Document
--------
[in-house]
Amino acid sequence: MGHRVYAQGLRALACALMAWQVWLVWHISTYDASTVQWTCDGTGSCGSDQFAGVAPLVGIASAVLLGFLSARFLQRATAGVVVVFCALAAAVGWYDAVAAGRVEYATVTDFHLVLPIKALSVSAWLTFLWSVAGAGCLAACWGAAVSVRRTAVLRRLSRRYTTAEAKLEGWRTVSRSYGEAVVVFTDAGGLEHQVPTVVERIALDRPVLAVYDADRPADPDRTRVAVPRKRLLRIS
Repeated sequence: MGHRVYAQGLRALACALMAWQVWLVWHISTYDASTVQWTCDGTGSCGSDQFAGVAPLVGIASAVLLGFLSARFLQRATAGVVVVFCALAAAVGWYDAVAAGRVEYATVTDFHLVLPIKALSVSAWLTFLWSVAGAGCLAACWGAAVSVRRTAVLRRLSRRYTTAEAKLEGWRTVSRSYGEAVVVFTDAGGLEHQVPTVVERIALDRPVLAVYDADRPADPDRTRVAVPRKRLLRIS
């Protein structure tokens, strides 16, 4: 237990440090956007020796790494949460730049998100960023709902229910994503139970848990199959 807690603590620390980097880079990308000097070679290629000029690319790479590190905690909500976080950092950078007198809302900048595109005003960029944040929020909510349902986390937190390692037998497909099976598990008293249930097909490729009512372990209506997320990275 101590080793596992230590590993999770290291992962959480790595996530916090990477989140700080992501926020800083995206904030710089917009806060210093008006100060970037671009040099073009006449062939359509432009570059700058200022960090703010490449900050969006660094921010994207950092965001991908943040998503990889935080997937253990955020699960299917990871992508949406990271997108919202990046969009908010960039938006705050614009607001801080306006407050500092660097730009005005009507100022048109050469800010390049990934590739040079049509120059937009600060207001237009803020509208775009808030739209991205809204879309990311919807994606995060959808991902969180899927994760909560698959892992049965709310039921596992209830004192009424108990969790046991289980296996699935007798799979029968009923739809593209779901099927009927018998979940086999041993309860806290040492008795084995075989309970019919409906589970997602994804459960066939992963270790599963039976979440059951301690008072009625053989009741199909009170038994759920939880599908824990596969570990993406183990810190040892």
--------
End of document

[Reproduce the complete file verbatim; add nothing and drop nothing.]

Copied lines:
[in-house]
Amino acid sequence: MGHRVYAQGLRALACALMAWQVWLVWHISTYDASTVQWTCDGTGSCGSDQFAGVAPLVGIASAVLLGFLSARFLQRATAGVVVVFCALAAAVGWYDAVAAGRVEYATVTDFHLVLPIKALSVSAWLTFLWSVAGAGCLAACWGAAVSVRRTAVLRRLSRRYTTAEAKLEGWRTVSRSYGEAVVVFTDAGGLEHQVPTVVERIALDRPVLAVYDADRPADPDRTRVAVPRKRLLRIS
Repeated sequence: MGHRVYAQGLRALACALMAWQVWLVWHISTYDASTVQWTCDGTGSCGSDQFAGVAPLVGIASAVLLGFLSARFLQRATAGVVVVFCALAAAVGWYDAVAAGRVEYATVTDFHLVLPIKALSVSAWLTFLWSVAGAGCLAACWGAAVSVRRTAVLRRLSRRYTTAEAKLEGWRTVSRSYGEAVVVFTDAGGLEHQVPTVVERIALDRPVLAVYDADRPADPDRTRVAVPRKRLLRIS
């Protein structure tokens, strides 16, 4: 237990440090956007020796790494949460730049998100960023709902229910994503139970848990199959 807690603590620390980097880079990308000097070679290629000029690319790479590190905690909500976080950092950078007198809302900048595109005003960029944040929020909510349902986390937190390692037998497909099976598990008293249930097909490729009512372990209506997320990275 101590080793596992230590590993999770290291992962959480790595996530916090990477989140700080992501926020800083995206904030710089917009806060210093008006100060970037671009040099073009006449062939359509432009570059700058200022960090703010490449900050969006660094921010994207950092965001991908943040998503990889935080997937253990955020699960299917990871992508949406990271997108919202990046969009908010960039938006705050614009607001801080306006407050500092660097730009005005009507100022048109050469800010390049990934590739040079049509120059937009600060207001237009803020509208775009808030739209991205809204879309990311919807994606995060959808991902969180899927994760909560698959892992049965709310039921596992209830004192009424108990969790046991289980296996699935007798799979029968009923739809593209779901099927009927018998979940086999041993309860806290040492008795084995075989309970019919409906589970997602994804459960066939992963270790599963039976979440059951301690008072009625053989009741199909009170038994759920939880599908824990596969570990993406183990810190040892």